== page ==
The cadet met the cop's eyes and nodded once. "Thank you, sir." He sat.

The cop had the uncanny feeling that Sandburg had seated himself to make this last interview easier on him, not on himself. He cleared his throat. "Sandburg, the committee held a meeting this morning, after we saw the news clips last night."

"Yes, sir."

"You behaved with great courage."

"Thank you, sir."

"You defused a situation that was deadly, after your partner"—the cop never noticed the import of that—"was down."

"Yes, sir."

"There was no loss of life. You took out the gunman at the convenience store without further injury to anyone."

"Yes, sir."

"But it was the way you did it that we're here about today."

Dark blue eyes that were glinting just a little looked into the cop's and then flashed down to stare at the shiny black shoes.

"Yes, sir."

"You just don't have cop instincts, do you, son?"

The cadet looked up again, resolve and a touch of gratitude at the unconscious use of a family name, lightening his eyes.

But he made no reply.

"What were you supposed to do in that situation, Cadet?"

"My partner was down, the gunman had shot him in his right shoulder and Jim couldn't handle his gun. Grates was swinging his pistol back and forth between the clerk and us." The cadet's eyes were distant, and the cop could tell he was reliving the scene that meant his partner's life and his own career's death. "I got Jim's gun out of his hand when Grates was looking at Donna, the cashier. I was supposed to... shoot him."

"But you didn't, did you?"

The expressive blue eyes hurt to see. "No, sir."

"You know you've been trained to do that very thing, don't you?"

"Yes, sir."

"Do you disagree with that training instruction?"

"No, sir. I understand fully. The perpetrator needed to be taken down, and if it had been Jim, he'd have shot the guy and I would have been patting him on the back. Sir."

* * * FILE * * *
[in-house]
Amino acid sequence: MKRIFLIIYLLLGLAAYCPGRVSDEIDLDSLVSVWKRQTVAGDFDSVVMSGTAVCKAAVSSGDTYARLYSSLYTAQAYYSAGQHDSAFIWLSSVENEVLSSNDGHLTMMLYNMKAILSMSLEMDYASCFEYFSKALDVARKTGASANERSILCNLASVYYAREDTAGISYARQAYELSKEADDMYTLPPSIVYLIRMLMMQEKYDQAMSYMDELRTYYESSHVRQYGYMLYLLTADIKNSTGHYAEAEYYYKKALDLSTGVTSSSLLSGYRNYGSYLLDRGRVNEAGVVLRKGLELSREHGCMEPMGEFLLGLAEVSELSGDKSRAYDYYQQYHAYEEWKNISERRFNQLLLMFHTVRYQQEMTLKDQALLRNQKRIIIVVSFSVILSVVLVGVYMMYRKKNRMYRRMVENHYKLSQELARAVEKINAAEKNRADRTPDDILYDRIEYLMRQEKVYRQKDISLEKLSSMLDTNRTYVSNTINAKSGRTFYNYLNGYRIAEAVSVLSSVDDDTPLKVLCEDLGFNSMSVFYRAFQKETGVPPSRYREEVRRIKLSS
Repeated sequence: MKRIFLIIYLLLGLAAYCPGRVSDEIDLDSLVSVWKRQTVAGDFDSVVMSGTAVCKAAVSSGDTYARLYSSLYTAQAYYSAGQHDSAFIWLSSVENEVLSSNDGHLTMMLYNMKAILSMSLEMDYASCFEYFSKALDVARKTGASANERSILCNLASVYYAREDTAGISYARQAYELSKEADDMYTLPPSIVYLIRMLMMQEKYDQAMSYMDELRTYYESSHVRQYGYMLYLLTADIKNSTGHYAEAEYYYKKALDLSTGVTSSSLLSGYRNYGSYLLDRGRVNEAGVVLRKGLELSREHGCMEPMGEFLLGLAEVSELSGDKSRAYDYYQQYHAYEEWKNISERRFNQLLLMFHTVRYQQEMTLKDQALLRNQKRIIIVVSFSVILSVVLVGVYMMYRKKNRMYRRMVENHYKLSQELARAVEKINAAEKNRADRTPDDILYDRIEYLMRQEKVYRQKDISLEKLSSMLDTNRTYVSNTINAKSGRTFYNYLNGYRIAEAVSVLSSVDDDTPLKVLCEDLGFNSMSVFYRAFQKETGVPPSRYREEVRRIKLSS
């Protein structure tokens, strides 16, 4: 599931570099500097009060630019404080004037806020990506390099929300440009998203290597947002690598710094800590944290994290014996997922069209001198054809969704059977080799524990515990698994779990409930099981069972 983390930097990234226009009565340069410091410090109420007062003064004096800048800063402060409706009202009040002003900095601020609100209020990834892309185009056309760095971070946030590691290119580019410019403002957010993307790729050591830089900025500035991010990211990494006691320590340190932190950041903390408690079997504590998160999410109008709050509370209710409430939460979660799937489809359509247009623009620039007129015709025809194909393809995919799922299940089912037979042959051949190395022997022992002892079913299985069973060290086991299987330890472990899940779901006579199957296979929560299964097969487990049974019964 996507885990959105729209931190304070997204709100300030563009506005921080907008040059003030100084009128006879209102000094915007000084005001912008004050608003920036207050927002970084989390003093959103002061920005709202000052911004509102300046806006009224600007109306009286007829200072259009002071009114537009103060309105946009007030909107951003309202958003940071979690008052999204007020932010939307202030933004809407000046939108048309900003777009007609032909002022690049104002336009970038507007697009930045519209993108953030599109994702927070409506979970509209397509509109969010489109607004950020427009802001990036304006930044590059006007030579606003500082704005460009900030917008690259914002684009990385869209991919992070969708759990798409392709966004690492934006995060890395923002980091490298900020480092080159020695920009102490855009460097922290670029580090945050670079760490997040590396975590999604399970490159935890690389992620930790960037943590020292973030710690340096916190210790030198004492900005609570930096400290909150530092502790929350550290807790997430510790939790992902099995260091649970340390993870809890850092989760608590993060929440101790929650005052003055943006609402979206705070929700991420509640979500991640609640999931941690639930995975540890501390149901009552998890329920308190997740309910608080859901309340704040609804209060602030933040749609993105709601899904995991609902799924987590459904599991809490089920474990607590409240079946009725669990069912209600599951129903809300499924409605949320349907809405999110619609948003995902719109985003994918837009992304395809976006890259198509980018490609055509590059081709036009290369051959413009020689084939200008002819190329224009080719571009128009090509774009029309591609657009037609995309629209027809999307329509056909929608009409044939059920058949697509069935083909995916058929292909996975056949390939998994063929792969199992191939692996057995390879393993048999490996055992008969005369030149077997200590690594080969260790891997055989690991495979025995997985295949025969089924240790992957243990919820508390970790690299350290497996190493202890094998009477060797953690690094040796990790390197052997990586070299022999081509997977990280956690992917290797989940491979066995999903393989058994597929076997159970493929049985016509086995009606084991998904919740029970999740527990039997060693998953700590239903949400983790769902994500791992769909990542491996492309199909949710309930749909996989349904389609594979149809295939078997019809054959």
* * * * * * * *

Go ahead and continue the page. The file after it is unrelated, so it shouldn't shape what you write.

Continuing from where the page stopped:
"But you couldn't do that, could you?"

"No, sir."

"Then that's a problem, isn't it, Cadet?"

"Yes, sir."

"The committee recognises your fine performance in all your classes, and admits that what took place last night was on your own time. We believe you should be allowed to graduate with your class, but seek employment in another field. Do you understand me, Cadet?"

"Yes, sir."

"And what do you say to that."

"Thank you, sir. I will be proud to graduate from the Academy with my class. But the committee is right. I don't believe I would make a good cop. I don't know what I'll do now, but I shouldn't carry a gun, sir."

"I think you're right, Cadet Sandburg. I'm sorry to see you go." The cop was sincere.

The cadet snugged his lips tight and turned them up at the corners in a parody of a smile. "Thank you, sir. Are we done here?"

"Yes."

The cadet nodded, stood and saluted, then turned on his heel and left.

The cop sat back in his chair, filled with the utmost compunction. He privately resolved to determine whether the Academy had any openings for a teacher next term. That would be a better solution than this—execution.

But what else could any of them have done?

What kind of cop disarms a pistol-packing hold-up man by throwing his own gun at the perp?

Even if he does hit what he aims at?

~ End ~


E-Mail Ismaro at ligela@sympatico.ca
Return to Major Crime's Most Wanted


Problems with the page? Contact the Pagemaster.
Page last updated 8/15/03.